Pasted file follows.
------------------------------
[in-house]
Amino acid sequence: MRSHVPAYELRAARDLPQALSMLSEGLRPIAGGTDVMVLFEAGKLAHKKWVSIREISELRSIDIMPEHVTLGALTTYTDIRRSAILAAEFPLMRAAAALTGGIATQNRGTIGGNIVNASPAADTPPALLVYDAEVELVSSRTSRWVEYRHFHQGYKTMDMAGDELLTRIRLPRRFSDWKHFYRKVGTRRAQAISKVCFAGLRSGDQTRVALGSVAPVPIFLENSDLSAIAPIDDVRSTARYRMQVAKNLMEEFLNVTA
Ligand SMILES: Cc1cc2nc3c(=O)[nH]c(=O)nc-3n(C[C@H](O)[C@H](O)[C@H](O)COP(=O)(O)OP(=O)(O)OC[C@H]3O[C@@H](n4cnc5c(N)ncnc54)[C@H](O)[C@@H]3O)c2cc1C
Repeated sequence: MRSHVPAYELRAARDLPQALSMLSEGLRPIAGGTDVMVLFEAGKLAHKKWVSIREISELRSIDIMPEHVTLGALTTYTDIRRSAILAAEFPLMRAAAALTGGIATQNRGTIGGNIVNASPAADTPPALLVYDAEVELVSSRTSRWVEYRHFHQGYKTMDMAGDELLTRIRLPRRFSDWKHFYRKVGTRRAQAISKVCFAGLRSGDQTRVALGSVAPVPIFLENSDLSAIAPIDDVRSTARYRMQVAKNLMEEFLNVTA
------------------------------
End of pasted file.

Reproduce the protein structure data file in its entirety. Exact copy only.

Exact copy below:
[in-house]
Amino acid sequence: MRSHVPAYELRAARDLPQALSMLSEGLRPIAGGTDVMVLFEAGKLAHKKWVSIREISELRSIDIMPEHVTLGALTTYTDIRRSAILAAEFPLMRAAAALTGGIATQNRGTIGGNIVNASPAADTPPALLVYDAEVELVSSRTSRWVEYRHFHQGYKTMDMAGDELLTRIRLPRRFSDWKHFYRKVGTRRAQAISKVCFAGLRSGDQTRVALGSVAPVPIFLENSDLSAIAPIDDVRSTARYRMQVAKNLMEEFLNVTA
Ligand SMILES: Cc1cc2nc3c(=O)[nH]c(=O)nc-3n(C[C@H](O)[C@H](O)[C@H](O)COP(=O)(O)OP(=O)(O)OC[C@H]3O[C@@H](n4cnc5c(N)ncnc54)[C@H](O)[C@@H]3O)c2cc1C
Repeated sequence: MRSHVPAYELRAARDLPQALSMLSEGLRPIAGGTDVMVLFEAGKLAHKKWVSIREISELRSIDIMPEHVTLGALTTYTDIRRSAILAAEFPLMRAAAALTGGIATQNRGTIGGNIVNASPAADTPPALLVYDAEVELVSSRTSRWVEYRHFHQGYKTMDMAGDELLTRIRLPRRFSDWKHFYRKVGTRRAQAISKVCFAGLRSGDQTRVALGSVAPVPIFLENSDLSAIAPIDDVRSTARYRMQVAKNLMEEFLNVTA